In this video, HVAC technician Jesse covers some heat pump basics for beginners. The basics cover how a heat pump works and the operation of all components of a typical heat pump.
In the cooling cycle, the liquid line leads into the TXV where the refrigerant pressure rapidly drops and some flash gas is produced. From there, there’s a short expansion phase into the evaporator, where the refrigerant absorbs heat from the space and boils. The refrigerant travels to the compressor via the suction line as a superheated vapor. The compressor rapidly raises the temperature and pressure of the vapor and sends the refrigerant to the condensing coil through the discharge line. The condenser rejects heat from the refrigerant and turns it back into a liquid. From there, the cycle repeats itself.
In a heat pump, you have all of the same basic components. However, the evaporator coil in cooling mode becomes the condenser in heating mode, and the condenser in cooling mode becomes the evaporator in heating mode. In the air handler, you will also have heat strips, which provide electrical backup heat. When the system goes into defrost, the heat strips also turn on to prevent the space from cooling too much. Heat pumps also have two metering devices: one for cooling mode and one for heating mode. TXV systems have check valves that allow the refrigerant to bypass the metering device that is not in use.
At the outdoor equipment, a heat pump has a defrost board, reversing valve, a common suction port. The defrost board is located in the same place as the low and high-voltage wiring underneath a panel, and it has a defrost sensor connected to the outdoor coil. The common suction port is located between the suction and liquid line coming out of the outdoor unit. A 4-way reversing valve has a solenoid that can slide the reversing valve and swap the suction and discharge lines when energized. That process reverses the flow direction and allows the heat pump to switch between heating and cooling mode. There will always be a common suction line and a common discharge line leading into the reversing valve.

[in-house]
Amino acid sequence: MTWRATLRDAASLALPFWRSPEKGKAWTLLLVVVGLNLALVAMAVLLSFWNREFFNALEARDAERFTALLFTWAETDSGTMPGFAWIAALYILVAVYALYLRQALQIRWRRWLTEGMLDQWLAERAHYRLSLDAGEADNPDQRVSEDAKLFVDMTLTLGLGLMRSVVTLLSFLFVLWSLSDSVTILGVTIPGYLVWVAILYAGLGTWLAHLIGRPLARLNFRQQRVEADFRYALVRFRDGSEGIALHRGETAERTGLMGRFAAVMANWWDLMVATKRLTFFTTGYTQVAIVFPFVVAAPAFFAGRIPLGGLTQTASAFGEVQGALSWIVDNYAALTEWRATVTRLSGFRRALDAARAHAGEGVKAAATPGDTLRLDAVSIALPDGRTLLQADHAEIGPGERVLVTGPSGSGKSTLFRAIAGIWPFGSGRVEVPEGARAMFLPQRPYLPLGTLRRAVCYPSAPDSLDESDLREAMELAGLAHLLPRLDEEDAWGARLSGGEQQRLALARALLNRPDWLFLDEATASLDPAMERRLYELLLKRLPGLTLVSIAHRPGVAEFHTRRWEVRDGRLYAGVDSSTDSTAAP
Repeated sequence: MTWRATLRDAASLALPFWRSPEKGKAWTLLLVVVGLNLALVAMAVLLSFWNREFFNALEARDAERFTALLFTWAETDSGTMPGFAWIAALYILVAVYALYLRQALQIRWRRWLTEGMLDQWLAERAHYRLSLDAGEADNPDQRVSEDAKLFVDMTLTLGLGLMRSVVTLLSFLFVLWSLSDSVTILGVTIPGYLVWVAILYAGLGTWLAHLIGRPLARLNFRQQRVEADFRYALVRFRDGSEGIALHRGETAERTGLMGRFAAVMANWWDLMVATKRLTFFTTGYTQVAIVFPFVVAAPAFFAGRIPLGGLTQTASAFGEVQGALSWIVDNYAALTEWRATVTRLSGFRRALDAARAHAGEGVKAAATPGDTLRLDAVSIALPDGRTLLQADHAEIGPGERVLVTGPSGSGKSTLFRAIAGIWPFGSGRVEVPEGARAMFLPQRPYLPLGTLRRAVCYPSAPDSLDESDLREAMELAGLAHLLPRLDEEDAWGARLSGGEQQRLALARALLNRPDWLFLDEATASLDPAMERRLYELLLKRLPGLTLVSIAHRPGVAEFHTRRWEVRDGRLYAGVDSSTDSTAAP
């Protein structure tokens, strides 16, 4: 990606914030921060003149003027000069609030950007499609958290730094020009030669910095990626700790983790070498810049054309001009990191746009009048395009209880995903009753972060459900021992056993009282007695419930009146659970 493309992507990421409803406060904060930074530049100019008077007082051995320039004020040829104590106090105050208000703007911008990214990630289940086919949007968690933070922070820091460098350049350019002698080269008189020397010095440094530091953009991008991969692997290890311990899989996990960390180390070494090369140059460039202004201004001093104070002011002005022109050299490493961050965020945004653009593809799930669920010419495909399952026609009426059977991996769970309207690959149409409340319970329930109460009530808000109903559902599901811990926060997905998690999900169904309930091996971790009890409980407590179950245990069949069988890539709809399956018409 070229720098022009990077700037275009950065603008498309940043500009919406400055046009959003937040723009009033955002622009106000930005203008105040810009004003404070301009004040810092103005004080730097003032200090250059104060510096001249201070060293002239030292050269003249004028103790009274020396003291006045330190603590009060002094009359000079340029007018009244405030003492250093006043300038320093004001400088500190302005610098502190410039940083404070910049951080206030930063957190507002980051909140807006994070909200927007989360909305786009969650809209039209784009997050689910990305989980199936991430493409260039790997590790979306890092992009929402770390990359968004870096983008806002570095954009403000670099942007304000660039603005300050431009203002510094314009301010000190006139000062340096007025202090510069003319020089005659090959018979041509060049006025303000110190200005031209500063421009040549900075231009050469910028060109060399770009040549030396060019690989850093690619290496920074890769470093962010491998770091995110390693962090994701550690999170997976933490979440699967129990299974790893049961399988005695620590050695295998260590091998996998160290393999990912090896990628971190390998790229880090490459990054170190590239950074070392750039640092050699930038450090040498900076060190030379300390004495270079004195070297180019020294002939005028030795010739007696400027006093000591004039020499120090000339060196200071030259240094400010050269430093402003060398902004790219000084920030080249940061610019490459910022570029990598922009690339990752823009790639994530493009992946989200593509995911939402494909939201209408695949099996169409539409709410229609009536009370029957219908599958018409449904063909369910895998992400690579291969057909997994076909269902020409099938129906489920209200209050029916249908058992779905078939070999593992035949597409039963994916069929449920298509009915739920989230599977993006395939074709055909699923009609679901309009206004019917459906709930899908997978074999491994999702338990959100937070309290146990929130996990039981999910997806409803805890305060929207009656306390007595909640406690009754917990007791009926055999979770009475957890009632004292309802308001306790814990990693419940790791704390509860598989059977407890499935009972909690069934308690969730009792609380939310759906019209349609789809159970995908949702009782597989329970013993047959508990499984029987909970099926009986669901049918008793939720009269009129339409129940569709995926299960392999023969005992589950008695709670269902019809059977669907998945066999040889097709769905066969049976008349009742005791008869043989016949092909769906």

There may also be an accumulator on the system, which prevents liquid refrigerant from getting into the compressor. In cooling mode, the refrigerant flows through the suction line and then passes through the reversing valve before the compressor. In heating mode, the refrigerant passes through the compressor before it reaches the reversing valve.
The defrost board depends on a defrost sensor to tell the unit when to defrost. (In this case, it’s a pink wire.) In defrost mode, the defrost board will send a 24v call on the white wire to energize the backup heat inside (heat strips).
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